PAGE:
Date of Defense


Date of Graduation




First Advisor

Brian Gogan

Second Advisor

Paul Johnston


This essay is a discussion of Eco’s conception of the sign, with specific attention to two questions: 1) What are the components of Eco’s sign? and 2) How do we understand the world through our use of signs? In response to the first question, Eco posits a conception of sign as being the correlation of two functives bound by a relation of inference with the further criterion that a sign must lend itself to interpretation. Eco, thus, expands the scope of the discussion from language to thought and reason, and it is from this understanding that the sign is not just a feature of language but also of thought in general that the second question arises. In response to the second question, Eco recalls the model of epistemic synthesis posited by C.S. Pierce in an article written for Popular Science Monthly in 1878. Eco accepts this model of epistemic synthesis but makes novel distinctions between three kinds of abductive inference.

The present essay is divided into two parts, each of which focuses on an integral aspect of Ecos notion of the sign. In Part One I will follow Eco’s genealogy of the sign where he traces the concept from its emergence in modern philosophy as a unit of meaning for the structuralists to later conceptions where the sign is not so much regarded as having a meaning, but rather as a correlational mechanism which underlies the rational processes of the mind. Eco eventually arrives at a conception of the sign for which the fundamental operation is one of inference . Then I will move into a discussion of how propositional knowledge about the world is arrived at by way of the interpretation of signs. Eco’s view of knowledge synthesis is heavily informed by Charles S. Peirce’s system of synthesis, but Eco makes several novel distinctions which incorporate his own notion of codes thus making the system more comprehensive.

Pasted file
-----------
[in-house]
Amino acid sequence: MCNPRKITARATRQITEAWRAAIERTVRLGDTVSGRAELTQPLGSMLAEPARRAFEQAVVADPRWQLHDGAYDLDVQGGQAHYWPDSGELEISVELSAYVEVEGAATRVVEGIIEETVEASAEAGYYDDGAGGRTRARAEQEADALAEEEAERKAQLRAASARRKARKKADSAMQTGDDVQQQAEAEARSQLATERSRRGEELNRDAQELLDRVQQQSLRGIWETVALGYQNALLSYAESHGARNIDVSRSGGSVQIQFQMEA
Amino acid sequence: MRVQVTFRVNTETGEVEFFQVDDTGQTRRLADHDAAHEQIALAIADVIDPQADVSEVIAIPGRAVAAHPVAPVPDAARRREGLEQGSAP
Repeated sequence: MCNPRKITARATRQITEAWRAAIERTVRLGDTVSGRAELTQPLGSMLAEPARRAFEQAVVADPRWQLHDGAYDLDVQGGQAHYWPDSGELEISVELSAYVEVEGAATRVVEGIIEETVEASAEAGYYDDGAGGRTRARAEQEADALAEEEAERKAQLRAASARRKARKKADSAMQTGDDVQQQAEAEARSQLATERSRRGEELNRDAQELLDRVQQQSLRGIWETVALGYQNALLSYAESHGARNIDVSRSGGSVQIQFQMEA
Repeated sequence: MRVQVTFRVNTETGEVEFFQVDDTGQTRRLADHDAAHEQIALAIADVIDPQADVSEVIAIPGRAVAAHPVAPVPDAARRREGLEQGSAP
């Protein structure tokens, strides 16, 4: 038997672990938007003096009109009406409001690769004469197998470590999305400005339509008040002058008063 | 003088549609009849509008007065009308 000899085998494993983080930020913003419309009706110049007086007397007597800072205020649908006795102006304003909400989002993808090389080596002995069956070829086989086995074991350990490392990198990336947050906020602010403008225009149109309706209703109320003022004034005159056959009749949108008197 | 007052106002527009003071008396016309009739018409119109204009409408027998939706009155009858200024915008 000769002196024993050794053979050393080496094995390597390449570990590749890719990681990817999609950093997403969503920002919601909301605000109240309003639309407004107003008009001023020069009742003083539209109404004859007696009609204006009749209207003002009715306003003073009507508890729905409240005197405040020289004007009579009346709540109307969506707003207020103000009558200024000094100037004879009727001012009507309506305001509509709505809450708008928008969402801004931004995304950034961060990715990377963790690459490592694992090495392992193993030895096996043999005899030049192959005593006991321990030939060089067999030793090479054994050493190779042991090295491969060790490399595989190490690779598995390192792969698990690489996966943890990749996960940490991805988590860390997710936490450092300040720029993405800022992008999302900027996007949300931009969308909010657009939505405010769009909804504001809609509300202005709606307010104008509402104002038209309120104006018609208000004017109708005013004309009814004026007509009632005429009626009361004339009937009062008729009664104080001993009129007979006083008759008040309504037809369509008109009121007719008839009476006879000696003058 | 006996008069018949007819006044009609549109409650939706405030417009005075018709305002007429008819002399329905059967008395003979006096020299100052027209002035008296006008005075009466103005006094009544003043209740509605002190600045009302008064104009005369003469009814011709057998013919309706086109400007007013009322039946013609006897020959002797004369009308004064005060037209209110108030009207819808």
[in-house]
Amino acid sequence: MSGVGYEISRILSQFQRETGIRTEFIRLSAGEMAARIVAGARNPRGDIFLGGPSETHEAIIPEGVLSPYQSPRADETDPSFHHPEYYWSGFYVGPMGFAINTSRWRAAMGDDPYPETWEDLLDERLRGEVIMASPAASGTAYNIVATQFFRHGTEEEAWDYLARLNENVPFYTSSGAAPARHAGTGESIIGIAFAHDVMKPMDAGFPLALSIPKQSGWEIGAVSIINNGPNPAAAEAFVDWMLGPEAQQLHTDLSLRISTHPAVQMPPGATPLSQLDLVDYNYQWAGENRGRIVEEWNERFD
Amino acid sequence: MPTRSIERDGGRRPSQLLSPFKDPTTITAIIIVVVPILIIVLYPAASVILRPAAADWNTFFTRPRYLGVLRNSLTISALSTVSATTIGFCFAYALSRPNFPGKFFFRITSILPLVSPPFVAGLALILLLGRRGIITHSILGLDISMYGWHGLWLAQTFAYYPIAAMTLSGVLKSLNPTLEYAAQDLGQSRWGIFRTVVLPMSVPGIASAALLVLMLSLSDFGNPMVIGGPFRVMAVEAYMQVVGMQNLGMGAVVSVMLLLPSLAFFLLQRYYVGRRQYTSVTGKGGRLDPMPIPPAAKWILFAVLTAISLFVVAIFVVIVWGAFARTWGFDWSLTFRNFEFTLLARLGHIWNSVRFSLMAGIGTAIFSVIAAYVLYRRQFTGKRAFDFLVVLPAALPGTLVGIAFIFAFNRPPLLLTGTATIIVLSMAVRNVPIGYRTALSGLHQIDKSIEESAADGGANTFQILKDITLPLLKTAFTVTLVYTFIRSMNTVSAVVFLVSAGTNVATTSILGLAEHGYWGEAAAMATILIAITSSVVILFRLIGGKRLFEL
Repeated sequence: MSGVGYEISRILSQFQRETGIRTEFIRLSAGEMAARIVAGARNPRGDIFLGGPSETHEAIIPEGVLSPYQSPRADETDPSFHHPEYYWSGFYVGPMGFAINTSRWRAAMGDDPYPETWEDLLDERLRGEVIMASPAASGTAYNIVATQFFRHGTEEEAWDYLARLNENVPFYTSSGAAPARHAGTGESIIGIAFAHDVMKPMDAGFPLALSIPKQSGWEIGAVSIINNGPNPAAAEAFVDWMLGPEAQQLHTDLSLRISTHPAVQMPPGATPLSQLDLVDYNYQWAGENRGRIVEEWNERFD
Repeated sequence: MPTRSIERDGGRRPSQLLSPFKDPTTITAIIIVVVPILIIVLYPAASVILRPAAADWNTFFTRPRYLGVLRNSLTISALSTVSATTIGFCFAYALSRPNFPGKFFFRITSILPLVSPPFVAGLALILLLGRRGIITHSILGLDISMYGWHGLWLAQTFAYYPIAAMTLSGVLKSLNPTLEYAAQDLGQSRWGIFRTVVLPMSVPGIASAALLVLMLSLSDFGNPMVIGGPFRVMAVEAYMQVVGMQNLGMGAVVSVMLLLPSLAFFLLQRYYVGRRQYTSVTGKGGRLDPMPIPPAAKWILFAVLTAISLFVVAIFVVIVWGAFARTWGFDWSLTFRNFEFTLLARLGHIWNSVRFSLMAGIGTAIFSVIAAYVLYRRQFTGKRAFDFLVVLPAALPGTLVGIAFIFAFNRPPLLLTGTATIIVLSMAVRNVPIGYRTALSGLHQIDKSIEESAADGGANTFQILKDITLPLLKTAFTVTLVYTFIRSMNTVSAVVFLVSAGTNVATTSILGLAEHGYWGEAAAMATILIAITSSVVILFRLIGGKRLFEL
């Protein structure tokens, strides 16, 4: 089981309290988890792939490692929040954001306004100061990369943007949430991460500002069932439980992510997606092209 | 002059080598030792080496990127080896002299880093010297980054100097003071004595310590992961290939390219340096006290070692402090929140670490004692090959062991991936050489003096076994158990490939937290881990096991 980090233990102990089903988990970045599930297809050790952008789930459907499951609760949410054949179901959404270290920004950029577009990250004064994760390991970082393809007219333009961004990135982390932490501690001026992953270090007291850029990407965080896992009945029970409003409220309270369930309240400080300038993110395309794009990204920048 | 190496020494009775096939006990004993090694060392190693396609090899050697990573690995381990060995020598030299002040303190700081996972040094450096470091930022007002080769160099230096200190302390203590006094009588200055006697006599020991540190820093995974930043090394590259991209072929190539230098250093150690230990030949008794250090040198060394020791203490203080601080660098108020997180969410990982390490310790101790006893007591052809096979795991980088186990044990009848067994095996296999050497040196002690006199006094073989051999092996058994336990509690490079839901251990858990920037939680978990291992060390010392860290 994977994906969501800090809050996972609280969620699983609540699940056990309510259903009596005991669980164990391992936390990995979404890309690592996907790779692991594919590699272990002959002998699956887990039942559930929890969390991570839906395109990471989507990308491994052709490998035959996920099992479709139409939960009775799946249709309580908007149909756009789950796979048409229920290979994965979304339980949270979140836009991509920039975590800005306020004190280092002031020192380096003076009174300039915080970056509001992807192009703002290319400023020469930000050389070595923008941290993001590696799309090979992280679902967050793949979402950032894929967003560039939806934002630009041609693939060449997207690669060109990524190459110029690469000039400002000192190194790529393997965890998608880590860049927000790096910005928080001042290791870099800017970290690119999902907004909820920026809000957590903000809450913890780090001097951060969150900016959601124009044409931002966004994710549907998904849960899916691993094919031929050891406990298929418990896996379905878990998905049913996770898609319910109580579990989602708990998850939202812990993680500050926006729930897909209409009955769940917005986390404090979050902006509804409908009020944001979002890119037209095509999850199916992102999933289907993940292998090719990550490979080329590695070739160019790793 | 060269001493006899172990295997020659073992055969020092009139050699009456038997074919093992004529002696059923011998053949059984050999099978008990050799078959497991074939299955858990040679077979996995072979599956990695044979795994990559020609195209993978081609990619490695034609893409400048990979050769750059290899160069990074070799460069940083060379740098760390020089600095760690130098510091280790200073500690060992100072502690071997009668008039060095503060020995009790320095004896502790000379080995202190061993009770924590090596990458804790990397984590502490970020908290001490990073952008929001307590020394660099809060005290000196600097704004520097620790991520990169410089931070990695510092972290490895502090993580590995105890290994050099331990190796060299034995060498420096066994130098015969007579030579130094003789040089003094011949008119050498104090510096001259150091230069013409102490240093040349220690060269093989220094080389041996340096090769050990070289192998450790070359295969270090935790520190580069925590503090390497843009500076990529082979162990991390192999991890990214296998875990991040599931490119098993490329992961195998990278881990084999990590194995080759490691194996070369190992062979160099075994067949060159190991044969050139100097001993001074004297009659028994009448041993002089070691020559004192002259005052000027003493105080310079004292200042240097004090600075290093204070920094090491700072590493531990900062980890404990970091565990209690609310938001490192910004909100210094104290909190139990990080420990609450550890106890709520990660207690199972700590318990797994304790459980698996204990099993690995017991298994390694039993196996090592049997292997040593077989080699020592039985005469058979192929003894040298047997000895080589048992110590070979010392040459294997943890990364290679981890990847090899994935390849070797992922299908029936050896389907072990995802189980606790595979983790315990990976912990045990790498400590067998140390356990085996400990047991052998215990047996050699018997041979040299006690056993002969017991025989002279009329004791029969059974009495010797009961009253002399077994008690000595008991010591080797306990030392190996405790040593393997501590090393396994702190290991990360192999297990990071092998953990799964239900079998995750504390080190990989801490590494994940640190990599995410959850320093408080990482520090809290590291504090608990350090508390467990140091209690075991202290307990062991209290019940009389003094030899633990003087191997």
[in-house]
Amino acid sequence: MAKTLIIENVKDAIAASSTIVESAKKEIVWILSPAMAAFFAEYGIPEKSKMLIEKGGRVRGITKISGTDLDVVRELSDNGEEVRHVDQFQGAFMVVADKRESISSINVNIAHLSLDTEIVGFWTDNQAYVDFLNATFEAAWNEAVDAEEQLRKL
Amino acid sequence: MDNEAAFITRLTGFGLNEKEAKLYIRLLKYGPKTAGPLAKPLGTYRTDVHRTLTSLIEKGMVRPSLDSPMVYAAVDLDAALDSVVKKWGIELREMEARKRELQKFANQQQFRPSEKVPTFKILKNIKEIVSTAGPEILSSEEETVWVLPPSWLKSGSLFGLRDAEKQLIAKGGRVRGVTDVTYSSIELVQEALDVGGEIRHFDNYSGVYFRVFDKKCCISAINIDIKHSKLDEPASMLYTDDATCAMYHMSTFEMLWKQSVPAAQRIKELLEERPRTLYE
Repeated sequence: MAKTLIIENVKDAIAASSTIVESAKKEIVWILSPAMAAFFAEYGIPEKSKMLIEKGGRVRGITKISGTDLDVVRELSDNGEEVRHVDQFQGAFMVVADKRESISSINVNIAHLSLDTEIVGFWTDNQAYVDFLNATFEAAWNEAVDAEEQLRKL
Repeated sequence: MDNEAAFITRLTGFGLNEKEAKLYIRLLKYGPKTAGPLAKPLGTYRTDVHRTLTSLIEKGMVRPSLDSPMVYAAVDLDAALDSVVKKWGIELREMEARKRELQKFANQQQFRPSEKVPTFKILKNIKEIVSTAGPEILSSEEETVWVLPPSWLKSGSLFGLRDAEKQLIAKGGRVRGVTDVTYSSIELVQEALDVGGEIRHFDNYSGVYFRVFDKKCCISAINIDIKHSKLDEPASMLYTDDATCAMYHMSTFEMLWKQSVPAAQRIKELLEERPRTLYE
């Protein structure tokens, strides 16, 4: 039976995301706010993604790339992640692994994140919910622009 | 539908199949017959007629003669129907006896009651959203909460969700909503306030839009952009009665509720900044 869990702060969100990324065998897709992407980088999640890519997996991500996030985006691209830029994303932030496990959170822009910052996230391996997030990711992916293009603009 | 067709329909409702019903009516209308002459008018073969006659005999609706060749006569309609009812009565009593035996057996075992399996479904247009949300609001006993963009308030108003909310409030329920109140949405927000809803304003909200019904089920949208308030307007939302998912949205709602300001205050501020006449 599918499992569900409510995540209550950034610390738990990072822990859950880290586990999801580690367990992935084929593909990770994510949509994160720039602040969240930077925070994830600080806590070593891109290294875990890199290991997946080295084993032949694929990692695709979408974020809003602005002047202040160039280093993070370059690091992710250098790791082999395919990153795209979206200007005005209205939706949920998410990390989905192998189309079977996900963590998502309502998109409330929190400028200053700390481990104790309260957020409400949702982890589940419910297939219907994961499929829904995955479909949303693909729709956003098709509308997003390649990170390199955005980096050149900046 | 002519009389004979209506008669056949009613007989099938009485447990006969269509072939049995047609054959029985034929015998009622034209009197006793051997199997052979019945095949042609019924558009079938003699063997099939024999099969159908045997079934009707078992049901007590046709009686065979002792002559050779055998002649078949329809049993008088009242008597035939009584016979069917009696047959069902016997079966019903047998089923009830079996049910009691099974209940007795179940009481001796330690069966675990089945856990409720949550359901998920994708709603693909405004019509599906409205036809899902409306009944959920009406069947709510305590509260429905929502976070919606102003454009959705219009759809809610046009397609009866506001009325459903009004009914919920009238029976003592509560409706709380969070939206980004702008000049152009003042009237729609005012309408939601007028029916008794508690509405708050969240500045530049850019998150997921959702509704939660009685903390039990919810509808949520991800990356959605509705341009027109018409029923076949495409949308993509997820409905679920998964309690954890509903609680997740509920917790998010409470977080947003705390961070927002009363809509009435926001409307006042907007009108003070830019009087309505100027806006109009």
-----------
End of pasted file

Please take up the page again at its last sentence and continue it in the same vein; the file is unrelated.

In Part Two of this essay I will explicate Eco’s discussion of the implications of knowledge being derived through a dialectic of inferences. Here Eco looks at the notion of signs used by Aristotle to explain the synthesis of knowledge in the context of classical Rhetoric. Aristotle posits a distinction between two kinds of signs, each bearing a strong or weak correlation between the constituent units of the sign, thus suggesting the knowledge gained through a synthesis is not necessarily indubitable; and, furthermore, that the correlation between the functives of an inference can have the properties of being either weak or strong. From here I will then look at the similarities and differences in Eco and Aristotle’s accounts of knowledge synthesis. Both of these accounts share the notion that knowledge synthesis is facilitated by inference, but there is some difference between the ways in which each thinker conceives of the epistemic status of these inferential correlations.

Access Setting

Honors Thesis-Restricted